Abstract: Outcomes of beta cell islet transplantation at subcutaneous sites have been disappointing due to hypoxia-induced oxidative stress by poor vascularization. However, subcutaneous engraftment still has advantages like the simple surgical procedure under local anesthesia and the possibility to biopsy when needed1. Therefore, it is important to have non-invasive imaging techniques available to monitor the exact location and fate of transplanted islets. Subcutaneously transplanted islets offer the unique opportunity to perform in vivo optical imaging, which is often limited by the short penetration depth of light when using intraportal transplantations. For validation purposes, 19F MRI using perfluorocarbon based particles can be used, which draws attention in the field of cellular imaging2 thanks to the lack of background signal and possibility for quantification of transplanted cells. These perfluorocarbon particles could easily be tacked with a fluorescent dye to be also detected by fluorescence imaging. To perform BLI, islets/cells need to be transduced by viral vectors. The present work deals with the use of multimodal in vivo imaging (BLI / Fluorescence /19F MRI) to image and monitor the transplanted pancreatic islets in mice. By combining different imaging techniques, we want to overcome the limitations in sensitivity, resolution and specificity of the individual method. Materials and methods Perfluorocarbon (PFCE) particle and lentiviral vector (LV): Cationic PFCE particles were prepared according to previous report3 with 3.5mol% red DiD fluorescent dye (particle concentration: 4.5*109 particles/ml, particle mean size: ±0.513μm). Lentiviral vector carrying the hEFlα promoter to drive triple flag tagged firefly luciferase (3flagFluc) and a puromycin resistance gene (PuroR) was used for cell/islet transduction4. Cell line and pancreatic islets isolation: Tumor insulin producing cells (INS-1E) were used for uptake validation as well as pancreatic islets isolated from Wistar rats (female, 8-10 weeks) using the collagenase digestion method. In-vitro studies: Phantoms containing PFCE labeled cells/pancreatic islets filled with 2% agarose were made for performing 19F MRI. PFCE labeled or LV transfected cells/islets were placed in 24 well plates for either fluorescent imaging or BLI. Animal model: C57Bl6 mice (male, 8-10 weeks) were subcutaneously injection of either 200 PFCE labeled/LV transfected pancreatic islets or one million PFCE labeled/LV transfected cells at one side with another 200μl PBS injected at the other side as negative control. Microscopy and Confocal imaging: OLYMPUS CKX41 Microscope (Tokyo, Japan) was used for cell/pancreatic islets visualization. Confocal images were also acquired using a Nikon A1R Eclipse Ti confocal microscope (Tokyo, Japan). NMR spectroscopy: NMR experiments were carried out using a 400 MHz Bruker Avance II NMR spectrometer (Bruker Biospin, Rheinstetten, Germany) with the following acquisition parameters: 350 ppm spectral width, 8 s relaxation delay, 128/2048 number of acquisitions and 64k data points. Optical imaging: Both fluorescence images and BLI images were acquired with an IVIS Spectrum system (PerkinElmer, Waltham, USA). For fluorescence imaging, epi-fluorescence illumination mode (FOV = 13.4 cm, Excitation peak = 648 nm, Emission peak = 670 nm) was used. D-luciferin (126 mg/kg) was administered intravenously after the cell/islets transplantation for BLI. MRI experiments: Both in vitro and in vivo MRI were performed using 9.4T Biospec small animal MRI system (Bruker, Ettlingen, Germany) equipped with a home-made surface coil tuneable and matchable to both 1H MRI and 19F MRI with same setups. RARE sequence was used for both in vitro and in vivo studies with some parameters modifications (RARE factor= 8/18; FOV= 6.4 cm*6.4 cm/8 cm*4 cm; TE= 15.9 ms; TR= 6 s (1H)/1 s (19F); slice thickness= 0.5 mm(1H)/2.5 mm(19F); Number of average= 2(1H)/1000(19F)).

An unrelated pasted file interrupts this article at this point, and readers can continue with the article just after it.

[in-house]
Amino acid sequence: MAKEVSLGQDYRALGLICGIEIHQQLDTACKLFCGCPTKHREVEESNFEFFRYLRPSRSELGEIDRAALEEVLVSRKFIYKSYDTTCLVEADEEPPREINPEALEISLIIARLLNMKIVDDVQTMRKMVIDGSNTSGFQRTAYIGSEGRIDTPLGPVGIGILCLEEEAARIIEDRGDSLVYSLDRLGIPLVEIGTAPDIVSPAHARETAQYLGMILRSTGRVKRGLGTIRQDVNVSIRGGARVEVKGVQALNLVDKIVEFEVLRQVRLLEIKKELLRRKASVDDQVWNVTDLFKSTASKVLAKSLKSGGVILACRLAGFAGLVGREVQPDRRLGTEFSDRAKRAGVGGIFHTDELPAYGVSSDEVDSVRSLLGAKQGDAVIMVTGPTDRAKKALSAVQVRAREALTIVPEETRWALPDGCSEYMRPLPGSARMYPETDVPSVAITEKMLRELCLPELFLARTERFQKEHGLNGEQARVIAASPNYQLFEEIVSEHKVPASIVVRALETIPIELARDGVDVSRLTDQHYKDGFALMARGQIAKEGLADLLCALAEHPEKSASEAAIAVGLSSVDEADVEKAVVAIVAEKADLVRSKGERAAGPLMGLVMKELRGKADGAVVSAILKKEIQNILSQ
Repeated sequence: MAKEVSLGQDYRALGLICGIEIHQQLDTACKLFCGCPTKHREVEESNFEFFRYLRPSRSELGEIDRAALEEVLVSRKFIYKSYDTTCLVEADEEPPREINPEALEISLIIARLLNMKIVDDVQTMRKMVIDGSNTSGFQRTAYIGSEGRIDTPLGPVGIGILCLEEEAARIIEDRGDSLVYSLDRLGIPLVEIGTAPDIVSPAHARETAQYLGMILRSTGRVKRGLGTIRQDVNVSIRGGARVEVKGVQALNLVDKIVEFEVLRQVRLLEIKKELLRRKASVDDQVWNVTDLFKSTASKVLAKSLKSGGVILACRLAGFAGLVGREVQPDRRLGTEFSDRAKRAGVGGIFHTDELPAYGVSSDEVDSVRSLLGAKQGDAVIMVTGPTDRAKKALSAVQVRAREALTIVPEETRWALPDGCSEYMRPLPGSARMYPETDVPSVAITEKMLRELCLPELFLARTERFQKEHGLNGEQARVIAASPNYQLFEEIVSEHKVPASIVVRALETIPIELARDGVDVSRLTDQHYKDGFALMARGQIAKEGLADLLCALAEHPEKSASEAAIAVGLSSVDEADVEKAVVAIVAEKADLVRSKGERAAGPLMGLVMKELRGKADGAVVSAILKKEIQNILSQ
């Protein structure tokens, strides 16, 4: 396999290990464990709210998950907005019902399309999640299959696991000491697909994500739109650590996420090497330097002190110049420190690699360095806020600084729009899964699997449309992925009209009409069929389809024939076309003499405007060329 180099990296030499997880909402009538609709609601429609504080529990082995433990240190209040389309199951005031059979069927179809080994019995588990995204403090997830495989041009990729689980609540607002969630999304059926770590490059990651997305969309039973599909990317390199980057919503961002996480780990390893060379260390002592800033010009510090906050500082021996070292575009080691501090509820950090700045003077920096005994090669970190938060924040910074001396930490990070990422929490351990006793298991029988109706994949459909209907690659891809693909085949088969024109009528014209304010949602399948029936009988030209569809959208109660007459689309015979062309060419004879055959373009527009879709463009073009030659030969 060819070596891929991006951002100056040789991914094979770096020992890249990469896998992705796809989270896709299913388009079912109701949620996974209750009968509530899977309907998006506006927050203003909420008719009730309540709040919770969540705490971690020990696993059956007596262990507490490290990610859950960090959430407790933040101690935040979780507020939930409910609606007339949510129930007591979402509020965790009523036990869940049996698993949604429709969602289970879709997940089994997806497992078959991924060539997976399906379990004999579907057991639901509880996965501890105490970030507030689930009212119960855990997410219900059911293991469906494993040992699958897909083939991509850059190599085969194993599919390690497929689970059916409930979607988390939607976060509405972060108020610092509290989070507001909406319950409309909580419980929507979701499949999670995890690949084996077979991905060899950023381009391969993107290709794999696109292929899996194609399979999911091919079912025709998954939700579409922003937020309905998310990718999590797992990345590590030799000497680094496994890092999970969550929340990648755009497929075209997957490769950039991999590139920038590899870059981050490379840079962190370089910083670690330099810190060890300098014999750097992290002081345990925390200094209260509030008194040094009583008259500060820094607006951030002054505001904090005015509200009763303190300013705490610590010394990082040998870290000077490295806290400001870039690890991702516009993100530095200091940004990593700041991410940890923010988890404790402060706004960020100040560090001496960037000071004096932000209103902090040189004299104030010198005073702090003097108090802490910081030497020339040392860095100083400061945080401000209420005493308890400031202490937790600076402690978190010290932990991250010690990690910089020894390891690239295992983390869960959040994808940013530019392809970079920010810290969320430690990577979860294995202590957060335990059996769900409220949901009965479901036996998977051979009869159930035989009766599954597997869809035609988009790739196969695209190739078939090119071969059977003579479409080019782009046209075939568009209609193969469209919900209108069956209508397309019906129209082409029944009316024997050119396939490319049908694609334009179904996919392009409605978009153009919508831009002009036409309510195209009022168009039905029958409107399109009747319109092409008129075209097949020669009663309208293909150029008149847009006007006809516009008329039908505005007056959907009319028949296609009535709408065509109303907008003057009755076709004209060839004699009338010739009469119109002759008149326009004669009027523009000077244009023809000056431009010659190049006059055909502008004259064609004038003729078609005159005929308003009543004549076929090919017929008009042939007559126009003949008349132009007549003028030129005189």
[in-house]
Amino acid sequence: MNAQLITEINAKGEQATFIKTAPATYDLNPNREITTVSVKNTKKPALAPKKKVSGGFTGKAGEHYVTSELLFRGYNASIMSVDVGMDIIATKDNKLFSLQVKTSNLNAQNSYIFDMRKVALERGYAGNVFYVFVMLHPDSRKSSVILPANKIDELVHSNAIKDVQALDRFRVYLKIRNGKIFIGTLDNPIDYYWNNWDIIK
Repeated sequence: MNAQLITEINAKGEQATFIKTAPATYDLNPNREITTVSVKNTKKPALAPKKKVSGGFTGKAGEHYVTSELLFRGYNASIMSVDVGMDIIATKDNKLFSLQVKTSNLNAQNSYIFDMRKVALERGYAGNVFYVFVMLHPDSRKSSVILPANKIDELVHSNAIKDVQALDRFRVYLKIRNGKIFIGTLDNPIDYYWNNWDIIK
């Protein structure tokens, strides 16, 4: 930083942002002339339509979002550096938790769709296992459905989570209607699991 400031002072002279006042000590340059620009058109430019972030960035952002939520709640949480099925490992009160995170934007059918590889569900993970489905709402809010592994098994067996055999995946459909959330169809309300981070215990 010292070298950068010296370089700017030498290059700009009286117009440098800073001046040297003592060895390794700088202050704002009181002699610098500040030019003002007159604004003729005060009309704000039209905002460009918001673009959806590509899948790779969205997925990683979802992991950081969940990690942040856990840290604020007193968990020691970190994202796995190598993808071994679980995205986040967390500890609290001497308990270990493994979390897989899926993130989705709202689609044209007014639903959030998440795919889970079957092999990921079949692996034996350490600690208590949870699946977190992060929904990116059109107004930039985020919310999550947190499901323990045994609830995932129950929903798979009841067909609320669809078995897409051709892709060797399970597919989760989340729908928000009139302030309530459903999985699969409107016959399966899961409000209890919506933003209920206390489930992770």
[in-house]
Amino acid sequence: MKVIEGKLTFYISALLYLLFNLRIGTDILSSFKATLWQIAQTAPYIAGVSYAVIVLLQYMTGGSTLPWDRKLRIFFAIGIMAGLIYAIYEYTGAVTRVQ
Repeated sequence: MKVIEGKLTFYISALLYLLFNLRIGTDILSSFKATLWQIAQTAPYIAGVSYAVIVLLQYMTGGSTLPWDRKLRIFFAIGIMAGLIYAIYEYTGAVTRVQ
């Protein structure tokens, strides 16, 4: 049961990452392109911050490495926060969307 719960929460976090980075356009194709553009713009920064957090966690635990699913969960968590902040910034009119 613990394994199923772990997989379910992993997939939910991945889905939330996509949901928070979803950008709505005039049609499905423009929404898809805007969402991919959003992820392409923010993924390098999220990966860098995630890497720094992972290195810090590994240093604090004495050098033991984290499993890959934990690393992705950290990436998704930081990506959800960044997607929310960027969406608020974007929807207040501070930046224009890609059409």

Results The pancreatic islets/INS-1E cells were incubated with PFCE particles/lentiviral vector and then further used for in vitro and in vivo studies. Viability essays confirmed that PFCE particle and lentiviral vector did not affect cells/pancreatic islets’ function and morphology. Microscopy images show both INS-1E cells and pancreatic islets have excellent uptake of PFCE particles after 24 hours’ incubation. Confocal image confirms the internalization of the PFCE particles by some pancreatic cells. NMR results further confirm and quantify the uptake, which is around 4*1012 19F atoms/cell and 1*1015 19F atoms/pancreatic islet. In vitro BLI shows both INS-1E cells and pancreatic islets could be transduced successfully after a 48 hours’ transduction. Phantoms containing labeled cells or pancreatic islets confirm good visualization by 19F MRI (approx. 200 labeled islets) within an hour acquisition. After subcutaneous transplantation, cells/ islets could be detected and monitored in vivo by all three different imaging modalities, resulting in the following detectability thresholds: approx. 100 islets for 19F MRI and 50 islets for both BLI and fluorescent imaging. Initial follow up results of PFCE labeled islets show the fluorescent signal could be tracked for over two weeks, while the 19F MRI signal can be sustained for over 3 weeks. Conclusion and Discussion By using subcutaneous islet transplantation, we were able to cross-validate their location and quantity using a tri-modal in vivo imaging platform. All three different modalities could provide direct or indirect information regarding the number of engrafted pancreatic islets. Future work will focus on the follow up after the transplantation of islets in diabetic animals using all three imaging modalities. The pancreatic islet’s tri-modal imaging has the potential to overcome the limitations in sensitivity, resolution and specificity of the individual methods. References 1.Sakata N et al., Diabetes Metab Res Rev 30(1), 1-10(2014); 2. Ahrens ET et al., Nature Biotechnology 23, 983-987(2005); 3.Dewitte H et al., Journal of Controlled Release 169, 141-149(2013); 4.Wolfs E et al., Plos One 9, issue 4(2014).
Publication status: submitted
KU Leuven publication type: IMa
Appears in Collections:Biomedical MRI
Nuclear Medicine & Molecular Imaging